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Myanmar: Ethnic Armed Organizations, China’s Mediation and Continuing Fighting

  Bibhu Prasad Routray

Recent Developments
On 5 January, Laukkai, the largest base of the Myanmar military in northern Shan state’s Kokang region was overrun by the Myanmar National Democratic Alliance Army (MNDAA). Nearly 2,100 soldiers in the facility near the Chinese border laid down their arms. This was the largest surrender by the military during Operation 1027, an offensive that began on 27 October 2023 as part of the Three Brotherhood Alliance (TBA) of ethnic armed organisations (EAOs) comprising the MNDAA, the Ta’ang National Liberation Army and the Arakan Army. In the last three months, 15 cities in northern Shan state have fallen into the hands of the TBA which has seized control of more than 200 military camps, prompting the surrender of some 4,000 troops. 

The above developments have led to assumptions that the days of military rule in Myanmar are numbered. The on-ground situation, however, is complex.     

China mediated ceasefire in the Shan state
To halt the TBA’s military advance in the Shan state, a China-mediated Haigeng ceasefire agreement was announced on 12 January. This temporary agreement resulted from China’s third attempt since December 2023 at initiating a process of dialogue between the TBA and the military. A previous ceasefire pact reached in mid-December had collapsed as neither side honoured it. Beijing desperately wishes to keep the trade routes between Myanmar and its Yunnan state open, as well as its territory safe from the spillage of continuing clashes. Additionally, it wants to eliminate the online scam centres which have proliferated in the Shan state. However, the ceasefire is only a localised agreement. It is tenuous at its best. The TBA has continued accusing the military of breaking the terms of the ceasefire since day one, by launching ground offensives as well as air strikes.        

Continuing fighting in Rakhine and Chin states
There is no such pause to fighting in the western Rakhine and Chin states, where the Arakan Army (AA) has stepped up attacks on military targets since 13 November 2023. Townships such as Kyauktaw, Mrauk-U, Minbya, Pauktaw, and Rathedaung have witnessed escalated clashes between both sides and nearly 160 military bases have been run over by the AA. On 15 January, the AA claimed to have captured Paletwa town, bordering India and Bangladesh, in the Chin state. This led hundreds of Myanmar soldiers to enter India to seek refuge, some of whom have been sent back. On 21 January, the AA carried out a rocket attack on a naval base in the Kyaukphyu township of Rakhine state, prompting a military artillery strike in response, causing more than 1,000 civilians to flee their homes. A similar attack on the base had been carried out by the AA on 8 January. The base is part of the Kyaukphyu deep-sea port complex and is in a special economic zone that is currently being developed by China.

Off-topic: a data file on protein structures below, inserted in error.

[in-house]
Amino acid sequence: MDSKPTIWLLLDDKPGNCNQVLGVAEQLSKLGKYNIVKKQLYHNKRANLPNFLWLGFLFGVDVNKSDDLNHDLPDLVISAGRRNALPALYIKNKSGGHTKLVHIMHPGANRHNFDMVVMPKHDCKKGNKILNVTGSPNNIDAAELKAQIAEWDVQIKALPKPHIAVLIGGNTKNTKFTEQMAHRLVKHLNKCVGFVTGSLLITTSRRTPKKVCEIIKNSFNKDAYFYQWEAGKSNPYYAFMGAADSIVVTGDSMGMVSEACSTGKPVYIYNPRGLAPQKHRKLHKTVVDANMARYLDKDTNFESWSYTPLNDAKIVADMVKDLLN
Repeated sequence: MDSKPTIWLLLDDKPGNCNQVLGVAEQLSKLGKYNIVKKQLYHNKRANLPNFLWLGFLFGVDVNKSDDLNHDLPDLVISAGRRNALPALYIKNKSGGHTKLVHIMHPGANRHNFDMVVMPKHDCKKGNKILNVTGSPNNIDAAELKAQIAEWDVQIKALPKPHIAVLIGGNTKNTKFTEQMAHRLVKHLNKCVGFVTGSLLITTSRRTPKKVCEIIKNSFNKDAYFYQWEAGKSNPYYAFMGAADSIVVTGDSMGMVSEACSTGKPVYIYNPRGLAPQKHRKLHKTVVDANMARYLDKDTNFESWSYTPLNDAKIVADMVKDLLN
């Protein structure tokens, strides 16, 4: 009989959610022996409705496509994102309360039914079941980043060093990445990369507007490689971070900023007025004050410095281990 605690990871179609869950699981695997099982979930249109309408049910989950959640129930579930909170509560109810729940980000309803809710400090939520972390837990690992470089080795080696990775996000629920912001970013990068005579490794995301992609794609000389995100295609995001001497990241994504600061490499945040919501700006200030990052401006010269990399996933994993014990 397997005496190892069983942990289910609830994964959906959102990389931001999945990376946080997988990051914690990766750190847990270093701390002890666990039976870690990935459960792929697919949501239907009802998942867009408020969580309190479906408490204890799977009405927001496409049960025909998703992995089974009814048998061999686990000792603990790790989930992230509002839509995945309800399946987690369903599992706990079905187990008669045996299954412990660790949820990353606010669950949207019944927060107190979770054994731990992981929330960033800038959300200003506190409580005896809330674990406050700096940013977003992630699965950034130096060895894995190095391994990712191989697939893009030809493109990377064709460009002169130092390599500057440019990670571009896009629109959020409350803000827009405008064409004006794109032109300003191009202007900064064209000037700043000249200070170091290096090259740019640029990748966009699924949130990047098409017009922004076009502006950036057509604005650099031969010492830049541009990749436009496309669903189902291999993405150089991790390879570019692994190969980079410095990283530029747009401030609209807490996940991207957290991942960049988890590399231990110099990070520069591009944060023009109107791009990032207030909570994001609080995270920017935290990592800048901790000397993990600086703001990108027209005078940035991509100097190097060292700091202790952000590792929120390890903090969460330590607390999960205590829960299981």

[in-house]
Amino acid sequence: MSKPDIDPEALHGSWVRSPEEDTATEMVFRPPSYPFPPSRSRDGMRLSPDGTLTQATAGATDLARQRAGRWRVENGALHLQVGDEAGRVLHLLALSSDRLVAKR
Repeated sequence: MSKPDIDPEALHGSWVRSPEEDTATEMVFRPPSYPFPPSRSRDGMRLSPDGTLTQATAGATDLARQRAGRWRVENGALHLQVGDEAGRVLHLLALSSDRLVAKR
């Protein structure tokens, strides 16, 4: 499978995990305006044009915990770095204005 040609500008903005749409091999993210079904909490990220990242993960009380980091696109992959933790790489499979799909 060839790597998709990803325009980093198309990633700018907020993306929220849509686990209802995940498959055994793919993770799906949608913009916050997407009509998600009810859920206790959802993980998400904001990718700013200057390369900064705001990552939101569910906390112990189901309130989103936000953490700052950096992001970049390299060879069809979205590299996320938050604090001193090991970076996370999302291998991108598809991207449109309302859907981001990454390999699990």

The military’s responses
The Myanmar military Junta continues to face the most difficult challenge to its objective of consolidating power and moving ahead with its plan of holding national elections, in an attempt to legitimise its power grab. Public utterances and moves by the military leaders do portray a growing sense of frustration at not being able to control the attacks by the TBA and People Defence Forces (PDF). Previously the Junta had termed the fighting as something that can break the country apart and resolved to crush it. Over time, it has called on the ethnic organisations (EAOs) groups to solve their problems ‘politically’. 

The military is doing everything to avoid operational defeats and loss of key towns and bases. It continues to respond with airstrikes and artillery bombardments, forcing thousands of people to leave their homes. At the same time, however, it has neither been able to bring in reinforcements nor recover the ground it has lost. As Laukkai fell, six brigadier-generals in charge of the base were flown by helicopter to the Northeast Regional Military Command headquarters, and later sent to the capital Naypyidaw. Media reports suggest that they were taken into custody. Later three of them were sentenced to death and three others were jailed for life for abandoning their post. This desperate move by the military leaders can have large repercussions on the troops, affecting their morale and promoting desertion.